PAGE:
Reaching the summit
Nepal, 17 February 1980, first winter ascent of Mt Everest.
It’s a well known fact that Sir Edmund Hillary from New Zealand, accompanied by sherpa Tenzing Norgay of Nepal, were the first to reach the 8848m summit of Mount Everest. That the first winter ascent of the fabled peak was carried out by a team from Poland is not so well known, even amongst Poles. Led by the legendary Andrzej Zawada, who had been inspired by the first European woman to climb to the top, Wanda Rutkiewicz, the two who actually reached the summit were Leszek Cichy and Krzysztof Wielicki. These are the words of Andrzej Zawada from his later written account of the climb: “Then, finally at 2.25pm, the voice of Leszek Cichy resounded over the radio: ‘Guess where we are!’ We were out of our minds with happiness – totally spontaneous and unrestrained. It was the most wonderful moment of our lives.” In the account, Mr Zawada related how the government of Nepal had never before granted permission for a winter climb and, when the permission finally arrived (after almost being pipped to it by the Italians), it stipulated that only six weeks were granted to attempt the climb. To add to the pressure, the permit arrived unexpectedly on 22 November 1979 (the team had only a couple of months earlier been granted a spring permit, so they assumed the application for a winter permit had failed)… and was valid from 1 December! As it turned out, nothing – not even a serious lack of money – would stop them. In 2002 Wielicki issued his Winter Manifesto (manifest zimowy), challenging a new generation of Polish mountaineers to summit all 8000-metre peaks unclimbed in winter: “If you could pull it off, wouldn’t it be great? Can you imagine that? All 8000 metre peaks conquered for the first time in winter, all by Poles.”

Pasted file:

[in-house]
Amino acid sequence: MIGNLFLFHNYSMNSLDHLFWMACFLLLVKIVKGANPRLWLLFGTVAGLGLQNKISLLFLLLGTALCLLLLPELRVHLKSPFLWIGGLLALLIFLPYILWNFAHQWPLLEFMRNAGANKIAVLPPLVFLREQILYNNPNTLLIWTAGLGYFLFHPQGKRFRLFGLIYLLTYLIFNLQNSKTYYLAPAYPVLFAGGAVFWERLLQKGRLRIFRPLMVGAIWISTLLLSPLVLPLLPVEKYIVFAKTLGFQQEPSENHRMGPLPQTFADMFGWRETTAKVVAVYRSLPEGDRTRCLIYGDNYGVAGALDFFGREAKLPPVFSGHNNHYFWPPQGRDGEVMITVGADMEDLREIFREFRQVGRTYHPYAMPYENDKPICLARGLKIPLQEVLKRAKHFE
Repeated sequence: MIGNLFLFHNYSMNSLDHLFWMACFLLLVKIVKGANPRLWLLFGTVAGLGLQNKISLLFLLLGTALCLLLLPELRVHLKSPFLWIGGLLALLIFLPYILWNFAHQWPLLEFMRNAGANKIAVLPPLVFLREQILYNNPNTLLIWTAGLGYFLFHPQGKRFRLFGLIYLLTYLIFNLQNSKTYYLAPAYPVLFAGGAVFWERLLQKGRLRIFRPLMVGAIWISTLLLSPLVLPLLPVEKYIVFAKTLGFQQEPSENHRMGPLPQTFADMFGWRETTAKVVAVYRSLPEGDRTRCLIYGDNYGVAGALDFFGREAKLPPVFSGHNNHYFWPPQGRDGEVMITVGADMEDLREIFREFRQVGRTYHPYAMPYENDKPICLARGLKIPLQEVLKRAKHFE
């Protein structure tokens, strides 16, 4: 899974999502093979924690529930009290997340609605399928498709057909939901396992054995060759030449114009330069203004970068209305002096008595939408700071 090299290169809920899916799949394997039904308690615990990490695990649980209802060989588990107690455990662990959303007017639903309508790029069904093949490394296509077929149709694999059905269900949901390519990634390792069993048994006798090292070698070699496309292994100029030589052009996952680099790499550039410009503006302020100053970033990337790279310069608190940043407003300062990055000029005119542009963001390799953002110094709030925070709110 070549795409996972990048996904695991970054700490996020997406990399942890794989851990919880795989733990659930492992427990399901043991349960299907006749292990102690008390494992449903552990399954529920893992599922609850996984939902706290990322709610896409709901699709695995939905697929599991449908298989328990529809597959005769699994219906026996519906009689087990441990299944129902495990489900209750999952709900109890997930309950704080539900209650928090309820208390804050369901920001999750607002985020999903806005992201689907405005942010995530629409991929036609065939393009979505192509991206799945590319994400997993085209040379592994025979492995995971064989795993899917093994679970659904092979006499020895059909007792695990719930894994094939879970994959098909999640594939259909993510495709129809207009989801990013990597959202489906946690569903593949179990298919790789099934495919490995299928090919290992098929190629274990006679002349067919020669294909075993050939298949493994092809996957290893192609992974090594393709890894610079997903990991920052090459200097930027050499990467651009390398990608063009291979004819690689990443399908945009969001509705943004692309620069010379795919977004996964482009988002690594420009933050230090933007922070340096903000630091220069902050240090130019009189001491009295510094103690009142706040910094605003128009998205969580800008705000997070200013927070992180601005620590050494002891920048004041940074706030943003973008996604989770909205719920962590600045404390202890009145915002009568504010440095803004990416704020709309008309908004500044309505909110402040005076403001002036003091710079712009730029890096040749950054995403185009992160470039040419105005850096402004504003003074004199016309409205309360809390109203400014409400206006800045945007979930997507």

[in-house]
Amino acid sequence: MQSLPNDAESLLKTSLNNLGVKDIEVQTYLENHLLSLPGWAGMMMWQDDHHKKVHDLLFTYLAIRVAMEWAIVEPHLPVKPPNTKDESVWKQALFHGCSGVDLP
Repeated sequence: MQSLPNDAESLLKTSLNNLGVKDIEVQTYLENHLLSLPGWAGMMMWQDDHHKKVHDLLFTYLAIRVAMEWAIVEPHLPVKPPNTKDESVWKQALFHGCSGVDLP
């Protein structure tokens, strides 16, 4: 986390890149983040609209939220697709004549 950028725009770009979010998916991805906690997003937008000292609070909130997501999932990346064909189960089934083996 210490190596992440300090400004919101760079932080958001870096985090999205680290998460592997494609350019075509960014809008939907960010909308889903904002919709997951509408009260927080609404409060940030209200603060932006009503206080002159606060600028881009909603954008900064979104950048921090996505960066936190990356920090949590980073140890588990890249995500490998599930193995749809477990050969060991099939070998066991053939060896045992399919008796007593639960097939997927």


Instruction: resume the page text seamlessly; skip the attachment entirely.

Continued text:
Krzysztof Wielicki (l) and Leszek Cichy (r), the first two climbers ever to reach the summit of Mount Everest in winter, pictured shortly after descending from the top.